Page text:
One would think that someone who has been teaching in the public school system for 30 years would have minimal complaints about their job. John Taylor Gatto, however, has a nearly endless list of criticisms about America’s public school system in Dumbing Us Down. In this book, which is a collection of his own essays and speeches, he brings up many radical, uncommon ways to fix problems that he believes are catastrophic to students, teachers, and entire communities. Gatto is successful in opening the reader’s eyes and bringing up thought-provoking ideas, all with the aim of showing that the public education system is teaching students to function like machines. On the other hand, some of his ideas aren’t strongly backed up with quality evidence, as there are few legitimate statistics.
One example of an idea that Gatto strongly persuades readers to consider is that school is hindering the amount of family time students have. In his own words, he claims that “[Schools] separate parents and children from vital interaction with each other and from true curiosity about each other’s lives” (65). He blames the long days of school as the main reason for this, as it limits the time students spend with their families. This concept is relatable to all readers of Dumbing us Down, as it is in everyone’s interest to spend more quality time with their family, making this a successful point.
However, some of Gatto’s ideas leave the reader scratching their head. When talking about the benefits of being homeschooled, and that “…you don’t need officially certified teachers in officially certified schools to get a good education” (48), he doesn’t bring up a single statistic, whether it be about a difference in scores, social abilities, or overall satisfaction. Rather, he demolishes the idea of networks and how they “do great harm by appearing enough like real communities to create expectations that they can manage human social and psychological needs” (51). Also, he fails to mention the massive number of job losses that would occur if legitimate school systems didn’t exist, whether it be teachers, janitors, or parents who now have to educate their children full-time. A major lack of direct evidence to support some of his ideas makes this collection a less reliable source, as there are often not facts, but weakly supported opinions.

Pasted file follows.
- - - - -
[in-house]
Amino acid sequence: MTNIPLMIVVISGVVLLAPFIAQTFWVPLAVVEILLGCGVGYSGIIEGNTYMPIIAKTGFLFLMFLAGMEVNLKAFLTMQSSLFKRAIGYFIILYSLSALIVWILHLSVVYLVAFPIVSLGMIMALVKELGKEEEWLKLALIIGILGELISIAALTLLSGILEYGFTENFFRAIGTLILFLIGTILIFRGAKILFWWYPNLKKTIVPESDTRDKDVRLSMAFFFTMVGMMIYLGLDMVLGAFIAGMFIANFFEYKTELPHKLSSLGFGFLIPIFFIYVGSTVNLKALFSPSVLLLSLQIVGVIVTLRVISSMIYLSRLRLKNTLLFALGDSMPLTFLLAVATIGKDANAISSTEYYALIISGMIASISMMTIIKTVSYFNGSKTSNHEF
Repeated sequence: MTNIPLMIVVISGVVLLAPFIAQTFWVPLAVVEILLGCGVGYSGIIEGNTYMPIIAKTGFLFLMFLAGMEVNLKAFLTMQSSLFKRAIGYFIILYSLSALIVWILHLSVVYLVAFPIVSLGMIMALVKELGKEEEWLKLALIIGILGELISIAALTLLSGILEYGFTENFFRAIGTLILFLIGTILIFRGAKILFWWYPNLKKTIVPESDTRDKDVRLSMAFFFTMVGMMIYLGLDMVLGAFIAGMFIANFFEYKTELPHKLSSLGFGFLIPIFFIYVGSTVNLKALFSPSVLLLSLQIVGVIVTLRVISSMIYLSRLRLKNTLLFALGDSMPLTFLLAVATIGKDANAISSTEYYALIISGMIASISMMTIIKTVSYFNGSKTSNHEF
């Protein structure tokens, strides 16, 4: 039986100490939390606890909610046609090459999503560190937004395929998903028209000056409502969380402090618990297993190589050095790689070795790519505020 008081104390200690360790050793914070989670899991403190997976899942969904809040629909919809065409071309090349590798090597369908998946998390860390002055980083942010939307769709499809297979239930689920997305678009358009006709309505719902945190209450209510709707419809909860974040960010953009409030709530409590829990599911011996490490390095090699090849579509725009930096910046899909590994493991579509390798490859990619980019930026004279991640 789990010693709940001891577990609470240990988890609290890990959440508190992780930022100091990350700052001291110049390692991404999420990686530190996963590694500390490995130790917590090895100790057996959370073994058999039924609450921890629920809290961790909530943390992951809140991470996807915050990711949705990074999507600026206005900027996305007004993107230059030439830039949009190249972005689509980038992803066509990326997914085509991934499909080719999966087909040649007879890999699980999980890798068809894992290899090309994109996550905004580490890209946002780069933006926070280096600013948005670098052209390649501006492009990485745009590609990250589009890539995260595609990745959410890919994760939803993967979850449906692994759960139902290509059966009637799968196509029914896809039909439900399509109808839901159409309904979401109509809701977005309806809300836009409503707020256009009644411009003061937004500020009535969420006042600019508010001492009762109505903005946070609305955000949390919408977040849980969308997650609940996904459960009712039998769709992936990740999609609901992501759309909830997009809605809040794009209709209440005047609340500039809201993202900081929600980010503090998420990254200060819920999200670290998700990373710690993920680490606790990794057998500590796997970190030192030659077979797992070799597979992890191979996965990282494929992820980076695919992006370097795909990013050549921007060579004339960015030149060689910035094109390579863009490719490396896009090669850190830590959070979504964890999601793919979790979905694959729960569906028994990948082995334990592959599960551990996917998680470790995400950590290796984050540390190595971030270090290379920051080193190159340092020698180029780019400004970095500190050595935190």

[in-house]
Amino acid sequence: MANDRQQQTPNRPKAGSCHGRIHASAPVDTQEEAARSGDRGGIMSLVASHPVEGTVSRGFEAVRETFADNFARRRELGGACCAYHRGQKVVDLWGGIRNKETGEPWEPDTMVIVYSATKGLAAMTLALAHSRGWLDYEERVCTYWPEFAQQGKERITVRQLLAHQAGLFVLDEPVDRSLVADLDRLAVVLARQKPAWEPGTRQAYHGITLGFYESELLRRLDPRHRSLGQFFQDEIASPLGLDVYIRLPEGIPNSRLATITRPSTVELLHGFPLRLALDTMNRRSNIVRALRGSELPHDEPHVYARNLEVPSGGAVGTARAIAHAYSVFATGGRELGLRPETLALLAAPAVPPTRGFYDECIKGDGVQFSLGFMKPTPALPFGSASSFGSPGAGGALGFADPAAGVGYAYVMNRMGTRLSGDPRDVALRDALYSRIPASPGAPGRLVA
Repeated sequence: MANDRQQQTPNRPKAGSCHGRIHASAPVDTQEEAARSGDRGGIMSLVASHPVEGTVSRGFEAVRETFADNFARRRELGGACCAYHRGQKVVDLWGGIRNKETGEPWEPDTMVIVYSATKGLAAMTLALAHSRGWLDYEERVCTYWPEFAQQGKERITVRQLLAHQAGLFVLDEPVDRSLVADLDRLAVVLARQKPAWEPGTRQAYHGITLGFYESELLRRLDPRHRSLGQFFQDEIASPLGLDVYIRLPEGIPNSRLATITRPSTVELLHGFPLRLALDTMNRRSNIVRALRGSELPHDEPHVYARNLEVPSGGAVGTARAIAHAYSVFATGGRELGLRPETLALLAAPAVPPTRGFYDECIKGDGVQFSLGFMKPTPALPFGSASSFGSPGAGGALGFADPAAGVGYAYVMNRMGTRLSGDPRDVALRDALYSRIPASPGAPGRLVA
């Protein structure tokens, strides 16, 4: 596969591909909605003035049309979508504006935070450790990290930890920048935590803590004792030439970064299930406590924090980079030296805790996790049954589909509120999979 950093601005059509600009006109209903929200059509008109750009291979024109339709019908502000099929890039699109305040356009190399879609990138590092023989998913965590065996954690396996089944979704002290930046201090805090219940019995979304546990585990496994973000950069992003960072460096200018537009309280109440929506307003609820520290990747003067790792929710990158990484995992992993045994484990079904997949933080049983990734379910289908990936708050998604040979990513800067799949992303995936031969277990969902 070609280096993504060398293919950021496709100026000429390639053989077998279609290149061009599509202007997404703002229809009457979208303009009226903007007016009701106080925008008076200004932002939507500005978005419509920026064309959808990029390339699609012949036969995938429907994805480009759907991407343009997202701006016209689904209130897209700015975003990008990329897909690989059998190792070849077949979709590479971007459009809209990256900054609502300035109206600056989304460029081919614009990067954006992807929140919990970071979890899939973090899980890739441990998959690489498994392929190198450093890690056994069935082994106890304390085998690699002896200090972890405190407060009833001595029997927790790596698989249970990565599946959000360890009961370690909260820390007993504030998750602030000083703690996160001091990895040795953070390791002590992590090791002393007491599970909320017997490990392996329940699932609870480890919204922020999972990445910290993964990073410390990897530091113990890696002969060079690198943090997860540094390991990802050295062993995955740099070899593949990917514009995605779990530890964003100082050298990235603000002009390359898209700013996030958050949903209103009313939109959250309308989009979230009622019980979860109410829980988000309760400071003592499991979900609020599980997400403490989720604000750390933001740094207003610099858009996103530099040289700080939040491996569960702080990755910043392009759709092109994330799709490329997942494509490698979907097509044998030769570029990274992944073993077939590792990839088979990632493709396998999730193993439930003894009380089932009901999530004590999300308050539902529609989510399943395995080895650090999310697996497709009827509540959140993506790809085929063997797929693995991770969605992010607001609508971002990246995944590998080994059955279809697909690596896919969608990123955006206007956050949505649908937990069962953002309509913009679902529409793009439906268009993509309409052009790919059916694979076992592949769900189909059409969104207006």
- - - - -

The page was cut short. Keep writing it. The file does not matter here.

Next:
Waiting for Superman is an excellent example of the benefits of facts. The film appears to be reliable, as strong facts are thrown left and right, leaving the viewer with more confidence in agreeing with the points made. Yes, the film is like Dumbing Us Down, created based on an opinion, but the abundance of facts in Waiting for Superman provides exactly what Gatto is missing: evidence-based arguments.
Overall, Dumbing Us Down brings up many ideas on the issues of public schools, including many that are unconventional and interesting. Gatto pulls the reader in successfully with a book that immediately starts with bashing the public school system, showing what he is expected to do as a teacher and how it is harming students. Nevertheless, the arguments in his book have an aggressive tone, and his immense use of strident, unconventional opinions hang in the air, unsupported by facts or statistics, making his argument weaker. ~ Student: Phoebe B.